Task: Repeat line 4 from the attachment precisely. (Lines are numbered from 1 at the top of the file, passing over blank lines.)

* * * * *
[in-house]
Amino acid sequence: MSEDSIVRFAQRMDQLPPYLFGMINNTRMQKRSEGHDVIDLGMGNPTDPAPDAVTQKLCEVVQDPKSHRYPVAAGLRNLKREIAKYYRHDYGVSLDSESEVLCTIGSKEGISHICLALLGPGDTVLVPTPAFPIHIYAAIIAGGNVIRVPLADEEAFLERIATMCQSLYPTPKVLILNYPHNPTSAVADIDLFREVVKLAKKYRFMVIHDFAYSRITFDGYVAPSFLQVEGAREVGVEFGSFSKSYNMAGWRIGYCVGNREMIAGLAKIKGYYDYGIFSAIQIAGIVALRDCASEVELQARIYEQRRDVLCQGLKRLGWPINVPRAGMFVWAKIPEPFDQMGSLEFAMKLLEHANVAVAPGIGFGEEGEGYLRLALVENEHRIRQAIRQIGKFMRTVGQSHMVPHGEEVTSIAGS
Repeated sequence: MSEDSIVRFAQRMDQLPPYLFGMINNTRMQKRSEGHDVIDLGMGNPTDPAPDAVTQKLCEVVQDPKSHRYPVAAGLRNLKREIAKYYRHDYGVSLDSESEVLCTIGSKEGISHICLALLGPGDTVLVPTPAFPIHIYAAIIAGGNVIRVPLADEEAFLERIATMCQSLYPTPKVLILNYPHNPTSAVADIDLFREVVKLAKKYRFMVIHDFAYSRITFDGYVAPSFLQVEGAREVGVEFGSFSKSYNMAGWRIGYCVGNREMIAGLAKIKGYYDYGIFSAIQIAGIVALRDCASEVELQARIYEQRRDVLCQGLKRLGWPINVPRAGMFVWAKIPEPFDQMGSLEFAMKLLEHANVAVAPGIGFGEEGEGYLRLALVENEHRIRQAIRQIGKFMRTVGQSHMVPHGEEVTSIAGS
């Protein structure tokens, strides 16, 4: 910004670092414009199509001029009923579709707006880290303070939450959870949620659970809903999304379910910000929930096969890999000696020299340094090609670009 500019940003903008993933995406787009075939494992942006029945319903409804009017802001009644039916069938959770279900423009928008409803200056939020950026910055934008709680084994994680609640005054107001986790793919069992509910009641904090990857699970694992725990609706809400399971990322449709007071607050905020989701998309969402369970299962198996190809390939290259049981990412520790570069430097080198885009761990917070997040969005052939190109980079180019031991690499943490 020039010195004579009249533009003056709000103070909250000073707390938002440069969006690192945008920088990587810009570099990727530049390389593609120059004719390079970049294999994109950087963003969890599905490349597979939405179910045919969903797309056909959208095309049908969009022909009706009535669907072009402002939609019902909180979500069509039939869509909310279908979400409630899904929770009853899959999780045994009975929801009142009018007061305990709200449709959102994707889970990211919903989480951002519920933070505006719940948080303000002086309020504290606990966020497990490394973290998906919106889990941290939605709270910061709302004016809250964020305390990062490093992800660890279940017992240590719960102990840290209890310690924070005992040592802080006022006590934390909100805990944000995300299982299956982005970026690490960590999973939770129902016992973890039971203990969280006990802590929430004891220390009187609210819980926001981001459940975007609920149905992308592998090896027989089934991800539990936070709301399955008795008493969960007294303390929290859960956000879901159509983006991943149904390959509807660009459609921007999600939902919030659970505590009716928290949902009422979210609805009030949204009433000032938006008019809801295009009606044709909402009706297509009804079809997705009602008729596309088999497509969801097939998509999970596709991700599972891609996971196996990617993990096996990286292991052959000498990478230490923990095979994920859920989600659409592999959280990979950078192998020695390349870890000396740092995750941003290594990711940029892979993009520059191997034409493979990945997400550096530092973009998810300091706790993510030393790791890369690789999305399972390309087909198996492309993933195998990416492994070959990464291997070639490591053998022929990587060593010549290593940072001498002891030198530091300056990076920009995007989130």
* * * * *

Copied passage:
């Protein structure tokens, strides 16, 4: 910004670092414009199509001029009923579709707006880290303070939450959870949620659970809903999304379910910000929930096969890999000696020299340094090609670009 500019940003903008993933995406787009075939494992942006029945319903409804009017802001009644039916069938959770279900423009928008409803200056939020950026910055934008709680084994994680609640005054107001986790793919069992509910009641904090990857699970694992725990609706809400399971990322449709007071607050905020989701998309969402369970299962198996190809390939290259049981990412520790570069430097080198885009761990917070997040969005052939190109980079180019031991690499943490 020039010195004579009249533009003056709000103070909250000073707390938002440069969006690192945008920088990587810009570099990727530049390389593609120059004719390079970049294999994109950087963003969890599905490349597979939405179910045919969903797309056909959208095309049908969009022909009706009535669907072009402002939609019902909180979500069509039939869509909310279908979400409630899904929770009853899959999780045994009975929801009142009018007061305990709200449709959102994707889970990211919903989480951002519920933070505006719940948080303000002086309020504290606990966020497990490394973290998906919106889990941290939605709270910061709302004016809250964020305390990062490093992800660890279940017992240590719960102990840290209890310690924070005992040592802080006022006590934390909100805990944000995300299982299956982005970026690490960590999973939770129902016992973890039971203990969280006990802590929430004891220390009187609210819980926001981001459940975007609920149905992308592998090896027989089934991800539990936070709301399955008795008493969960007294303390929290859960956000879901159509983006991943149904390959509807660009459609921007999600939902919030659970505590009716928290949902009422979210609805009030949204009433000032938006008019809801295009009606044709909402009706297509009804079809997705009602008729596309088999497509969801097939998509999970596709991700599972891609996971196996990617993990096996990286292991052959000498990478230490923990095979994920859920989600659409592999959280990979950078192998020695390349870890000396740092995750941003290594990711940029892979993009520059191997034409493979990945997400550096530092973009998810300091706790993510030393790791890369690789999305399972390309087909198996492309993933195998990416492994070959990464291997070639490591053998022929990587060593010549290593940072001498002891030198530091300056990076920009995007989130």